I think I was a little naïve stepping into the McLaren 720S. After driving the 540C, 570GT and 570S Spider, I was convinced that something close to engineering perfection had been achieved. One of the best chassis I’ve ever driven… razor sharp steering… a slingshot of an engine… all wrapped up in a Supercar silhouette.
I was often asked about the 720S, but I always assumed you simply wouldn’t notice much of a difference. It’s as if my brain had resigned to the fact that I’d reached a performance threshold and anything above that was just status and a few extra horsepower. But as I found when driving the McLaren 720S, I was wrong. Dead wrong.
At first glance, you notice there is something a little more sinister about this exterior. Initially, you can’t quite put your finger on what it is exactly, but once you start to explore the 720S it becomes quite apparent. The car is unequivocally performance-focused. Compared to the 570S, the 720S is a tad wider, a fraction longer and a whisker lower. There is an overall sleekness to the silhouette that is unmatched in other bodies. Even in isolation, some of these design elements should have their own page on the McLaren website. Those svelte pillars… those beautifully hinged dihedral doors… it’s worth taking a moment to stop and smell the carbon roses. Every intake, every splitter is exquisitely sculpted, meticulously manufactured and purposeful to the Nth degree.
When you slip down into the cockpit, some nervous excitement begins coursing through your body. The center console angles toward you like a control center. Alcantara leather and carbon fibre dominate the track-focused cabin in a way that’s distinctly McLaren. The switchgear is beautifully machined from aluminum and even though on first glimpse it may seem minimal, every control is driver-focused and purposeful. Slim pillars and a uniquely shaped cabin means the glass canopy fills the cockpit with natural light whilst providing more visibility than most family cars. But for many, including myself, the supercar smirk surfaces when you open those doors. The twin-hinged dihedral wings open forwards and up, inducing a chorus of ‘ ooohs ‘ and ‘ ahhs ‘ from anyone in a 1km radius. Even sitting still, there is enough validation for you to pull out your wallet, but then you hit the engine start button, and it’s a done deal.
McLaren said that when the were designing the 720S, they took their inspiration from the Great White Shark, “a beautifully sleek yet brutally efficient hunting machine”. With 720PS (530 kW) on tap, you can see the connection. The 720S is, quite simply, the fastest car I’ve driven. When you go sub 3 seconds 0 – 100 km/h (2.8 to be exact), you need an extra gear in your brain to process that visual field. The 4.0L twin-turbocharged V8 is a monster. When flicking paddles manually, you’ll find yourself short-shifting that 7-speed gearbox in a feeble attempt of wrangling the 770Nm of torque into submission. Top Gear’s Chris Harris compared the 720S on track to the infamous P1 (check out the video here) and found the 720s was only half a second shy of the hypercar. Of course, you’re more than welcome to put the powertrain in comfort and go pick-up some groceries, but the power and braking becomes so addictive, you’ll find yourself selecting sport and gripping paddles. If given the chance, the 720S is capable of 341 km/h and will brake from 200 km/h back to 0 in 122 metres.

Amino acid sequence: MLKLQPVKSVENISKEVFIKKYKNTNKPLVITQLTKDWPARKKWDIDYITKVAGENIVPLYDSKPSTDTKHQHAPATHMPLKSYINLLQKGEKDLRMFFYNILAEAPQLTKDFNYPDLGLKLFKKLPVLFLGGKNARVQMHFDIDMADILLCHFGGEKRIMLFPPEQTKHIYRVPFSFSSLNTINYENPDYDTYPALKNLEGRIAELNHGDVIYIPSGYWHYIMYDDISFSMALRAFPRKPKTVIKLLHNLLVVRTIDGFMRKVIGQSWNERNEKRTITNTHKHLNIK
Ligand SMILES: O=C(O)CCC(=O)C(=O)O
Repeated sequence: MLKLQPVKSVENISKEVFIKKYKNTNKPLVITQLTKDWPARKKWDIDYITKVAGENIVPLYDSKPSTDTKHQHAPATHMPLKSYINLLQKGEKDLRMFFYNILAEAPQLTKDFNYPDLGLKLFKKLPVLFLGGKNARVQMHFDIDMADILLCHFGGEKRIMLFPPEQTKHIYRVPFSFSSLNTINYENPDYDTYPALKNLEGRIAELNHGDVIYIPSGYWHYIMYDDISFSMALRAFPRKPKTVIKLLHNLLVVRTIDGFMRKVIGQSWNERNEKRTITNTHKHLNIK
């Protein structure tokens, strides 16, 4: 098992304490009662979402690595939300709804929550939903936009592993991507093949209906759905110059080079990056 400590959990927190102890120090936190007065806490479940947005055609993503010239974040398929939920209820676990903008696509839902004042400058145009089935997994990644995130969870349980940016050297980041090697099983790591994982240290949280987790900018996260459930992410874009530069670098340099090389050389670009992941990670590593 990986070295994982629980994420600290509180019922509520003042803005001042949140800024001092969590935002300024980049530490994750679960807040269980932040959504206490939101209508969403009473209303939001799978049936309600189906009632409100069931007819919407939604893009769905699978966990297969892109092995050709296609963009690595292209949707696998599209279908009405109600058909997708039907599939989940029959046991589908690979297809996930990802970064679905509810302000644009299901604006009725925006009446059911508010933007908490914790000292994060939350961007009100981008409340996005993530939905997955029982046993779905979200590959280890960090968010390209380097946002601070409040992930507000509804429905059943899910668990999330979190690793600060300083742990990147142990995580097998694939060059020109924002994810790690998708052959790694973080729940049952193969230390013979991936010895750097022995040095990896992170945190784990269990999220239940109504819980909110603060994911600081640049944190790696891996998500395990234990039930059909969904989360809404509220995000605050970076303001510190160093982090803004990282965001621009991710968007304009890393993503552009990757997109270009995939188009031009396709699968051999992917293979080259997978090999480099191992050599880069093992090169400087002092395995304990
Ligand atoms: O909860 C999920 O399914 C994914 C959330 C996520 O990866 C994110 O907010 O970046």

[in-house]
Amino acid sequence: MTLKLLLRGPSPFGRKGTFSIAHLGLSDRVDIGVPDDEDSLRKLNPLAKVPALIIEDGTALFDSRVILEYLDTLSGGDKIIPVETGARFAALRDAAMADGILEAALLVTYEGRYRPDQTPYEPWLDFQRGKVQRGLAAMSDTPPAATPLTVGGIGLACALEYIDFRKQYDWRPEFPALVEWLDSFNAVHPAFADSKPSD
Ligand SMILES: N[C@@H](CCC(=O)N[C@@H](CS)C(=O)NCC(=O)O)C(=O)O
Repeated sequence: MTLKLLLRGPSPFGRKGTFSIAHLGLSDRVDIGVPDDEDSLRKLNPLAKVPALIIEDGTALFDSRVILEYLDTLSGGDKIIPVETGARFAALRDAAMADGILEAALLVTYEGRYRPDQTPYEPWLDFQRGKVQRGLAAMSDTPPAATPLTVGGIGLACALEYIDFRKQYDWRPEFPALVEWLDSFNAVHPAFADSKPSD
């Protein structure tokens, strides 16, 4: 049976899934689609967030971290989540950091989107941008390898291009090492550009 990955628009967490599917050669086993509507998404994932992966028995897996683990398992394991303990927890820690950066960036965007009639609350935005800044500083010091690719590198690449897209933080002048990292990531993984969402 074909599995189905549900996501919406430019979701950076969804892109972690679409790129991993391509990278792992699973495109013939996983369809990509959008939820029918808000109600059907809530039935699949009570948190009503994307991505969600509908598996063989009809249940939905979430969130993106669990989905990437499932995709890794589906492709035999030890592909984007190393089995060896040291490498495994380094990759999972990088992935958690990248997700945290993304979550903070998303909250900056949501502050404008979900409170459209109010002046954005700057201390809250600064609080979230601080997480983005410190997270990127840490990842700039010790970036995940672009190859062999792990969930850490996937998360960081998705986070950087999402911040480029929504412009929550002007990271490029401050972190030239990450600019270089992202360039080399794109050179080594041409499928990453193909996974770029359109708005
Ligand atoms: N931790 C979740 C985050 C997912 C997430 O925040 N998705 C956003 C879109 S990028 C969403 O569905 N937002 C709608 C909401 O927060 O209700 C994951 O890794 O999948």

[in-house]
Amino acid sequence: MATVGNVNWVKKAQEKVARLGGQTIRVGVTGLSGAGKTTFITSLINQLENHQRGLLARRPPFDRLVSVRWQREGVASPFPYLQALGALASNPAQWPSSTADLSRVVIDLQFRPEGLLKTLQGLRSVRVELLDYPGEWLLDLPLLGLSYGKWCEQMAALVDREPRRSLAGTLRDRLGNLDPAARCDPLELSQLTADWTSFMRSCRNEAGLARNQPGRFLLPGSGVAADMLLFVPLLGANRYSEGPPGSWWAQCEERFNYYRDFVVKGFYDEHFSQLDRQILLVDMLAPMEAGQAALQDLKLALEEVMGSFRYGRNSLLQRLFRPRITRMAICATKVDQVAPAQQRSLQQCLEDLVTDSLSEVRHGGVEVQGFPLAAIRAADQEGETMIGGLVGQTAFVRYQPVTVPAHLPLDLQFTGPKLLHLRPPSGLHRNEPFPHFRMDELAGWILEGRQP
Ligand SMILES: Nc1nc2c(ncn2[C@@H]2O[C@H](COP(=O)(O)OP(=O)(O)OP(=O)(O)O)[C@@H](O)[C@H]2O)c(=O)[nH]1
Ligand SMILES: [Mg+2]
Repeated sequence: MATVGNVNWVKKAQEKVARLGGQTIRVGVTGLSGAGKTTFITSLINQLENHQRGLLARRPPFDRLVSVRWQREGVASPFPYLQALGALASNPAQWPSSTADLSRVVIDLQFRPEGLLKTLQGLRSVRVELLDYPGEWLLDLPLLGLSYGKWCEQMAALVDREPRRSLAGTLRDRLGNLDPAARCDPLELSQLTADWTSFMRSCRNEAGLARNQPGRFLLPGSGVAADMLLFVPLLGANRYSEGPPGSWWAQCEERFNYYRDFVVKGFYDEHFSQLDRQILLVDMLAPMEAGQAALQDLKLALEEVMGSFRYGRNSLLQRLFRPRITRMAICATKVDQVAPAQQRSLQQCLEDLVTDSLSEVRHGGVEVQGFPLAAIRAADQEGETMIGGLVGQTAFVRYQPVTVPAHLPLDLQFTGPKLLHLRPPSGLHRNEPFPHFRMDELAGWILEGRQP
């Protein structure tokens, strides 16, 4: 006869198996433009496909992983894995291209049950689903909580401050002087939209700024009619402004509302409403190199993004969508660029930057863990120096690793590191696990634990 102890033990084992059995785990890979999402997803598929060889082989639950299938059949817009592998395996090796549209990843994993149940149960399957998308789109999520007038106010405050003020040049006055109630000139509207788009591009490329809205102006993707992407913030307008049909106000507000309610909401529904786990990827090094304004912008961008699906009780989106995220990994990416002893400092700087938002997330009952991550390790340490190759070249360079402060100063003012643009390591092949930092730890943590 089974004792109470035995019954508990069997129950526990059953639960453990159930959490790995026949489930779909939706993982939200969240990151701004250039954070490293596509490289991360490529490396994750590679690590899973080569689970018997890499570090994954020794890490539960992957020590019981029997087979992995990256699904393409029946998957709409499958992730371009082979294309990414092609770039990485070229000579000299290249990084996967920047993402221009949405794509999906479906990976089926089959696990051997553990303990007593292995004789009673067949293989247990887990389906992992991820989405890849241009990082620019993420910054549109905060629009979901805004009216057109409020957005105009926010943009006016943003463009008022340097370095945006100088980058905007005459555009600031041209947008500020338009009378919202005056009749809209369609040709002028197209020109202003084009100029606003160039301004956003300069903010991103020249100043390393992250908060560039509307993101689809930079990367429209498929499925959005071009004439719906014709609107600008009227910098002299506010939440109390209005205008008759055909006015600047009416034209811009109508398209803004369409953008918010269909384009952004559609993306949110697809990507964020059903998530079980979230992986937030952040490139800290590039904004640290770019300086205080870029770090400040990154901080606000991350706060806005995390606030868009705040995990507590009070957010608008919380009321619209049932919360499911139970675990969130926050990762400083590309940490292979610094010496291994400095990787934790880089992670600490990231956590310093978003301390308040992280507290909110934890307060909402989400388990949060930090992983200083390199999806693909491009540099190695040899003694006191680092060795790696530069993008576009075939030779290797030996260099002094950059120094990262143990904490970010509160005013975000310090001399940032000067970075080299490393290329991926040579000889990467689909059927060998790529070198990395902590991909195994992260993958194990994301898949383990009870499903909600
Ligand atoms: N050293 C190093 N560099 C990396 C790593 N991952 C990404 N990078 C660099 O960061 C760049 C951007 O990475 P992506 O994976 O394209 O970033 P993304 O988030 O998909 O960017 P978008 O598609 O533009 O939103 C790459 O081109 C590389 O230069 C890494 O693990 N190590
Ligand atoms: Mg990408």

When it comes to outright chassis performance, the 720S has no predators. Adapting technology from the McLaren P1 hypercar, the MonoCage II one-piece carbon fibre tub is the pièce de résistance. Uncompromised strength, rigidity and weight saving result in one of the best performing chassis ever created. With so much power bolted to that frame, Mclaren used the findings of a five-year Ph.D. from the University of Cambridge to develop an electronic aid known as ‘Proactive Chassis Control II’. Data from an array of sensors enables the 720S to better translate the data from road surfaces to ensure effective power delivery. It even goes as far to allow you to alter the angle of drift you’d like (although I’d recommend a skid pan before moving that dial). Even when you start to push a little and you sense the rear getting light, you always feel like you’re in control. Similar to counter steering a Superbike with soft arms, that Alcantara feels like putty in your hands. I’d almost go as far to say it was playful, but I know what great whites can do. The adaptive dampers are hard to fault in a track-inspired double wishbone set-up, and given the numbers that 4.0 V8 is producing, the Pirelli P Zero rubber does an exceptional job keeping you glued to the tarmac.
I often wonder what the founders of car companies would think of their current models. Bruce Mclaren was a man that did it all, he raced, engineered and built himself a legacy that much older companies aspire to achieve. With the Mclaren 720S, I see a supercar he’d be proud of. Track focused, ground-breaking engineering, beautiful materials and an absolute ball to drive. For an independent car manufacturer to produce a car of this magnitude is truly praiseworthy. Yes, that 720S badge carries status, but unlike some, it has been built on the foundations of possibly one of the best supercars ever made. Clearly, The Supremes never drove a Mclaren 720S. You absolutely can hurry love.